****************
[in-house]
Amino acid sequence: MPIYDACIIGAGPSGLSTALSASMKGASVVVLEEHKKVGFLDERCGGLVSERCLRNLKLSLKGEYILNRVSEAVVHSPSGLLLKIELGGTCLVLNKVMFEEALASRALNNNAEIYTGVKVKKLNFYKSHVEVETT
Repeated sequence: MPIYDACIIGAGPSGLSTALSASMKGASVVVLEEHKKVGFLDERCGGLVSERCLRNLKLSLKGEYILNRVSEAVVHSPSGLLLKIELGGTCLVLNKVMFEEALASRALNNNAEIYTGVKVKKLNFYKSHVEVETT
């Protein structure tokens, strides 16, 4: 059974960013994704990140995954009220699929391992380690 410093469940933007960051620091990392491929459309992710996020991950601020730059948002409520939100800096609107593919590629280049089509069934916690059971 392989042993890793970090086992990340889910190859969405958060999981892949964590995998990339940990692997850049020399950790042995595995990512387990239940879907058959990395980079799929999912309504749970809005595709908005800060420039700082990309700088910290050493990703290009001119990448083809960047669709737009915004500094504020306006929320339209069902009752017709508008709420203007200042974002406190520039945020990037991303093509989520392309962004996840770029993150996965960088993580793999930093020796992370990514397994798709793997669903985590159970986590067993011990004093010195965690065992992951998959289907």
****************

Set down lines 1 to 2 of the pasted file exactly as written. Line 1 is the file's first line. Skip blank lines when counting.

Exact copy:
[in-house]
Amino acid sequence: MPIYDACIIGAGPSGLSTALSASMKGASVVVLEEHKKVGFLDERCGGLVSERCLRNLKLSLKGEYILNRVSEAVVHSPSGLLLKIELGGTCLVLNKVMFEEALASRALNNNAEIYTGVKVKKLNFYKSHVEVETT